Misogyny Kills

Published: 3 June 2014

Country: US

Rodger_photoReporting on the reasons behind the recent shooting in California, media published not only the letter of the young man Elliot Rodger who killed six people and himself, but also supported the misogynist context without questioning the hate message towards women who apparently rejected him. Media present the women exactly how Rodger and so many others saw them: guilty.

“Yes, Rodger was a misogynist. He also very likely had mental difficulties, and to say so doesn’t diminish the part a misogynistic culture played in this tragedy. If anything, it emphasises precisely why this culture is so dangerous,” writes Hadley Freeman in the Guardian.

“The aspiring model whose childhood rejection of Elliot Rodger lit the fuse that turned him into a murderous madman barely remembers him, her dad told The Post on Monday”, writes the New York Post featuring in its front-page a young blond woman wearing bikini and sitting next to the pool.

Both the New York Post and the Daily Mail published the name and the picture of the woman who according to Rodger’s manifesto inspired his hate against women. The Telegraph also posted a photo of the young girl entitling the article “Schoolgirl blamed by Elliot Rodger for hatred of women doesn’t remember him”.

“The images of a young woman in a bikini published by the New York Post and the Daily Mail are clearly designed to titillate readers, trivialising the reporting of this incredibly serious crime,” Sarah Mathewson, campaigns manager at Object, a UK-based organization that challenges the sexual objectification of women, told the Guardian. Salon describes the appearance of the girl in the media as a persistent public narrative which “skews the story to one of the frustrated male and the oblivious females who ignored his pain and desire, until he lost control”. “It fuels that pervasive, too often unquestioned notion that men lash out because women say no. And it’s toxic and an irresponsible, sorry excuse for journalism”, says the author of the article in Salon, Mary Elizabeth Williams.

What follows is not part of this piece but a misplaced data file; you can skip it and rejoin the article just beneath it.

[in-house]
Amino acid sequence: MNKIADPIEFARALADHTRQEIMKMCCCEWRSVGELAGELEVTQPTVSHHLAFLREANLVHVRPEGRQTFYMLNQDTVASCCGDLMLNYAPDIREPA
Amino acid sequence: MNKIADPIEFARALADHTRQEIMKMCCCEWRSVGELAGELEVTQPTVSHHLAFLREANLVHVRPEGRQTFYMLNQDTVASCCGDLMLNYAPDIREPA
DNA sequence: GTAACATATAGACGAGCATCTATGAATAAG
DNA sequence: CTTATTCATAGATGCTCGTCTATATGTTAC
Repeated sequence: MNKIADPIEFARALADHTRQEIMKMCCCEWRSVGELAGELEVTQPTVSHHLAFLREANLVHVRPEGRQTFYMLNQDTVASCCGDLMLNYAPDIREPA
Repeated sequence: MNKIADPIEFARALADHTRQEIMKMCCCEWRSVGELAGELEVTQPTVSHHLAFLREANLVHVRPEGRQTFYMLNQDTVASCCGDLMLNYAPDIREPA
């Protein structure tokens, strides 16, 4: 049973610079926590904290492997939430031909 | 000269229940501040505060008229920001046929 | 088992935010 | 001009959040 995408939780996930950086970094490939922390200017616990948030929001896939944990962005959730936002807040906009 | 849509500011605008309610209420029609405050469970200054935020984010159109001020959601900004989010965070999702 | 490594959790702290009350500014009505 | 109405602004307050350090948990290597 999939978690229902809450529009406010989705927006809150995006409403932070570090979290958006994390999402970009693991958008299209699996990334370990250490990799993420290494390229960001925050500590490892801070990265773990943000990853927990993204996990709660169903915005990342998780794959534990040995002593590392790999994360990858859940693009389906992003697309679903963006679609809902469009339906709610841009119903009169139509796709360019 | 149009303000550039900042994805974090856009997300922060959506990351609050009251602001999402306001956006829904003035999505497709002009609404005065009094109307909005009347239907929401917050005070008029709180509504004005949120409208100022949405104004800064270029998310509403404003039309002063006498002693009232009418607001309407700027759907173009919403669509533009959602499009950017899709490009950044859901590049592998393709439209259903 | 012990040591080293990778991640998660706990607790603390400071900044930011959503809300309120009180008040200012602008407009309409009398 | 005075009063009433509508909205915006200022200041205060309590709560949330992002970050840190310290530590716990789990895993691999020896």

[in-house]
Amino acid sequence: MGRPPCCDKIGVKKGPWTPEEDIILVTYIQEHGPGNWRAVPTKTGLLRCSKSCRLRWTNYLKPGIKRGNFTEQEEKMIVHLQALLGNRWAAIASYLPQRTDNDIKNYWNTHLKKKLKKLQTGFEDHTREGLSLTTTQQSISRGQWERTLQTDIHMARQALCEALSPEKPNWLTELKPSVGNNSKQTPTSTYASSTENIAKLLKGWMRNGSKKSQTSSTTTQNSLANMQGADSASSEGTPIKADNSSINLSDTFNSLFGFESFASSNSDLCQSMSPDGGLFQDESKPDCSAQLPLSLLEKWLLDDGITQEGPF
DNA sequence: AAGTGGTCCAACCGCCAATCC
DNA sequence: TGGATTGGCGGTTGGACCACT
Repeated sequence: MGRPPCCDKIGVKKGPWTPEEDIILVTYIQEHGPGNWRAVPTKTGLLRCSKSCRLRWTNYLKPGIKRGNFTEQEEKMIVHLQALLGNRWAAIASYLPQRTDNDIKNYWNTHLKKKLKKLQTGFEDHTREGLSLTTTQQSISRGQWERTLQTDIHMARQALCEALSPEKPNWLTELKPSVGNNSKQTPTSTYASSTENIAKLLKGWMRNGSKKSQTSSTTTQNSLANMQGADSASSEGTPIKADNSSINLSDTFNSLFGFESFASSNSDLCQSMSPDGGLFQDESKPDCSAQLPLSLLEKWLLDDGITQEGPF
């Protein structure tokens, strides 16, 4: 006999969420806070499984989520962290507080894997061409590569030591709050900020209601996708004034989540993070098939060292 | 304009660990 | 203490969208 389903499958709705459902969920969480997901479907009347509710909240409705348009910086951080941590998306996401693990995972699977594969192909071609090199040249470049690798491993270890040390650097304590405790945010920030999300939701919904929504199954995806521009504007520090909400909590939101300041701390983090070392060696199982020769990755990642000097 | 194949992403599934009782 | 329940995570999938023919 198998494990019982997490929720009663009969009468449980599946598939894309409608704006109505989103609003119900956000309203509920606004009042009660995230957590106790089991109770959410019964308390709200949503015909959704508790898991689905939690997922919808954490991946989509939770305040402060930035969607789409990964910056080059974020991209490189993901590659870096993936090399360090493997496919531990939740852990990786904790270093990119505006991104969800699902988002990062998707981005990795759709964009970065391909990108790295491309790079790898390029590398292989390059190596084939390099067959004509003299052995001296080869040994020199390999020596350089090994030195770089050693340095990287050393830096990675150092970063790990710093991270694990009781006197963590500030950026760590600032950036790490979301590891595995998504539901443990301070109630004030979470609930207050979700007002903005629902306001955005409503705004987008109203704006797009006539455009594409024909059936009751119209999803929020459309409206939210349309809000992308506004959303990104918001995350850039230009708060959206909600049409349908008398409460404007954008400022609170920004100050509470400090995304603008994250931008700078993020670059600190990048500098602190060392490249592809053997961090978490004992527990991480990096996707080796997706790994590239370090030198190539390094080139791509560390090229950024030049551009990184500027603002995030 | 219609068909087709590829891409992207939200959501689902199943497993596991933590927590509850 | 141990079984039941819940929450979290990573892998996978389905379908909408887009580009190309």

Ignoring the misogynist content of Rodger’s manifesto, Fox contributor Erick Erickson wrote at RedState that the attitude of the killer is actually a perfect example of the impact of the “War on Masculinity” that is going on in our modern societies. “Society used to expect men to open doors, protect their families, and be champions of modesty and virtue. But chivalry is dead. Instead of men and women complimenting each other, they’re supposed to be perfectly equal even if they are not. The hook up culture, instant gratification, and selfishness pervade our culture”.

Apart from the gender perspective though, the media coverage of the fatal spree also revealed the different and even biased approach of media towards mass murders of different nationalities. The Guardian’s commentator Freeman writes quoting a feminist writer Erin Gloria Ryan: ”When a man from the Middle East kills people, the western media immediately ascribes it to terrorism; when a black man kills people, it’s put down to cultural thuggery; but when a white man kills people, it is dismissed as a freak mental illness”.

Providing the right context, content and analysis when reporting on mass killings and school shootings remains one of the most important journalistic virtues. Isolating Elliot Rodger’s act from misogyny and racism – as in his manifesto he refers both to women and ethnic minorities as inferior- only reproduces the negative stereotypes and make public blind to the danger and seriousness of these issues.